Washing out the techno blues

7th January 2005 at 00:00
There's one of those in here, you know." A slight cold sweat breaks out but I stand my ground.

"Really? Even in here?" I can hear it humming, see the pale lilac light it emits when resting. I'd mistakenly assumed that such a tiny room at the top of the school in the farthest corner of the oldest part of the building would have been exempt. Wrong.

So, with a deep breath I enter, making the mistake of looking into it directly. Its bright light blinds me momentarily. Fumbling, I point the remote and it dies, hanging above my head, its lens blank like the eye of Big Brother. Nervously I glance up, wondering if I'm insured should it fall on my head.

I know I should embrace change and be grateful for the investment but such a technological leap taken so quickly has caught me off guard. On Inset day I only left my room to collect some exercise books and when I returned there was a black and silver beast of a PC slap bang in the middle of my desk, looking like it owned the place.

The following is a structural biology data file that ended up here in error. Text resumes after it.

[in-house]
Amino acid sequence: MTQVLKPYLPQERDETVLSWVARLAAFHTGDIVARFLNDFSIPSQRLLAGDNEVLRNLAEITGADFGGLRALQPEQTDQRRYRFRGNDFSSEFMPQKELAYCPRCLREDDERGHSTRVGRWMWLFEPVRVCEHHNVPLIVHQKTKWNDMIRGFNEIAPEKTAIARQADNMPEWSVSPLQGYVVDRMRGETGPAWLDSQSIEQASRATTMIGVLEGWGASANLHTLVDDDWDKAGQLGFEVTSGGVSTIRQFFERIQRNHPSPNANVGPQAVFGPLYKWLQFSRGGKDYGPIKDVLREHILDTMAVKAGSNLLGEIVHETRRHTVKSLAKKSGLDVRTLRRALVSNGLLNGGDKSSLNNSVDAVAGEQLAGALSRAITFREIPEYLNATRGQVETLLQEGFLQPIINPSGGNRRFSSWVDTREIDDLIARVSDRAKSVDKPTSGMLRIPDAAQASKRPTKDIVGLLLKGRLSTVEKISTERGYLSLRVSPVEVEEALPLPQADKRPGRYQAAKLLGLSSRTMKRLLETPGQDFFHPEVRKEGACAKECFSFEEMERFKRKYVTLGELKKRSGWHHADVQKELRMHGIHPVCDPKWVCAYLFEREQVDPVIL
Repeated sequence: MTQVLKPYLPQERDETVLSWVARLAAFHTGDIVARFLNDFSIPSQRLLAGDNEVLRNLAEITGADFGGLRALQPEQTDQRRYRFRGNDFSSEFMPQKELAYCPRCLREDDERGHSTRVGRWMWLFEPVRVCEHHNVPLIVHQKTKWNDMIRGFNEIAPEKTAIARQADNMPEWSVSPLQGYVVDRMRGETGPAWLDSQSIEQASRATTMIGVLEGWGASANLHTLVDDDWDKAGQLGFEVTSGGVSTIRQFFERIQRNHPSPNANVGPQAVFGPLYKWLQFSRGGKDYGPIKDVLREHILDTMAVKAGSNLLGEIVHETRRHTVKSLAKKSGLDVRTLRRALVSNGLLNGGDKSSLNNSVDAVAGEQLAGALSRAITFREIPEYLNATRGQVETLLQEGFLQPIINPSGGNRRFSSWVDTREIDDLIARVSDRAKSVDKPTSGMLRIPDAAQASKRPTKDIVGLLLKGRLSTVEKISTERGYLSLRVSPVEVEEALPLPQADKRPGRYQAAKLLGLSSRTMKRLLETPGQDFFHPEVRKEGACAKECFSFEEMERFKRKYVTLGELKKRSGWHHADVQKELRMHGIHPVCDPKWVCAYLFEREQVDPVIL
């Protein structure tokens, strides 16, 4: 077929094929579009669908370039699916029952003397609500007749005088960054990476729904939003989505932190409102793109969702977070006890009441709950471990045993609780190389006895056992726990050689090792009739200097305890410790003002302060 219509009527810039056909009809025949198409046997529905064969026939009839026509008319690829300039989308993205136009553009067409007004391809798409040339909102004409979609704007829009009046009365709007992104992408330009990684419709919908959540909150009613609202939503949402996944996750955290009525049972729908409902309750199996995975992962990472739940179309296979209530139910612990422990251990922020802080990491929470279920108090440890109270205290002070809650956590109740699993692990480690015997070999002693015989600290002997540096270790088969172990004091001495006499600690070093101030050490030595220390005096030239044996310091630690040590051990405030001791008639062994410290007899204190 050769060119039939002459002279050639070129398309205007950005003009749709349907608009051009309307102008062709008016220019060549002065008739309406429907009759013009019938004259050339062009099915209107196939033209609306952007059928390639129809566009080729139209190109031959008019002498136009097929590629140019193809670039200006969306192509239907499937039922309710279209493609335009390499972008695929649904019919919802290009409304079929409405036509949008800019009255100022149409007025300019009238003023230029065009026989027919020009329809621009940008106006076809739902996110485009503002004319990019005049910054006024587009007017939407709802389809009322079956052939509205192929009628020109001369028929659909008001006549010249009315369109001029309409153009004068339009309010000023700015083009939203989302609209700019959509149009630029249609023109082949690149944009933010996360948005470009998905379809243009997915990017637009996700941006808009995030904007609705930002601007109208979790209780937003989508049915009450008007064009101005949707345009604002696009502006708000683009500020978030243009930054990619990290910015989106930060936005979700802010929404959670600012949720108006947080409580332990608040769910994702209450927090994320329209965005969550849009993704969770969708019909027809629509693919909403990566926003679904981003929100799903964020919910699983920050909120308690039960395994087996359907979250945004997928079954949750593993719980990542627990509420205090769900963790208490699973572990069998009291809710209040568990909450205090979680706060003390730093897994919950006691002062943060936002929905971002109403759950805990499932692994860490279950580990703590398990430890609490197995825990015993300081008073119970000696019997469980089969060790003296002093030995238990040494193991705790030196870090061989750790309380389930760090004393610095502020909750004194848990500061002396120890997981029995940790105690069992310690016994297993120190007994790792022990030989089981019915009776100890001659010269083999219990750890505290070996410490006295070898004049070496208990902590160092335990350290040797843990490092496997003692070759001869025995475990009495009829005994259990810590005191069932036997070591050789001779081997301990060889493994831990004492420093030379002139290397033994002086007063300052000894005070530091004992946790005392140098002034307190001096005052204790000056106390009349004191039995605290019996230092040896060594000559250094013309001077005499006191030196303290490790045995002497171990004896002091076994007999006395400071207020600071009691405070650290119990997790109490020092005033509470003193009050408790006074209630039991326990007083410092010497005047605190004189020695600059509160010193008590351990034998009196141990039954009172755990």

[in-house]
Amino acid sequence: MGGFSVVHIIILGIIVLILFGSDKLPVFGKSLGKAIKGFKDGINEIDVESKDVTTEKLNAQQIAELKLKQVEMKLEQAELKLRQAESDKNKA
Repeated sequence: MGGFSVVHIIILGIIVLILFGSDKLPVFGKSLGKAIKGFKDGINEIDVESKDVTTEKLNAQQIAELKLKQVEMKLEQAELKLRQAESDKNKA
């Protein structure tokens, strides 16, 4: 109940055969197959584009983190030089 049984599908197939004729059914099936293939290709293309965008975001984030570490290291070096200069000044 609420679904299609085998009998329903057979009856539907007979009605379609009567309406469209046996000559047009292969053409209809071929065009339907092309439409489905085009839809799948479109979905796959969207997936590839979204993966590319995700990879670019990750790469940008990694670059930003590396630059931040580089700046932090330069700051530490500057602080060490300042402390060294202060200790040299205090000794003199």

No more board pens now. It's all interactive boards and DVD players. Trying to write with the interactive pen is like learning to write all over again; my writing looks crude and wobbly but it is strangely exciting to be able to alter the colour of it at the touch of its nib.

Now we receive emails along with the scraps of paper in pigeonholes. Yet I receive so many emails; who has time during the day to type them all? I have received an email asking me if I had received the previous email. I type "no" and send it back churlishly.

Soon we'll have stopped talking altogether. Colleagues stroll the corridors with Palm Pilots; I still clutch my bulging paper diary. I have filing cabinets, they have a box of floppies.

There was I thinking I was fairly au fait with technology. I was one of the select few who could not only change the bulb in the overhead projector but could photocopy on to transparencies without melting them inside the copier. Respect due. Now I am a technological Luddite.

End of the day in the staff kitchen. Several heads are stuck inside the new dishwasher, puzzling over how to make it work. I step forward confidently, pouring in liquids, explaining programmes, pushing buttons. It hums into life. Colleagues look impressed.

Confidence boosted and restored. Maybe I will tackle Excel after all.

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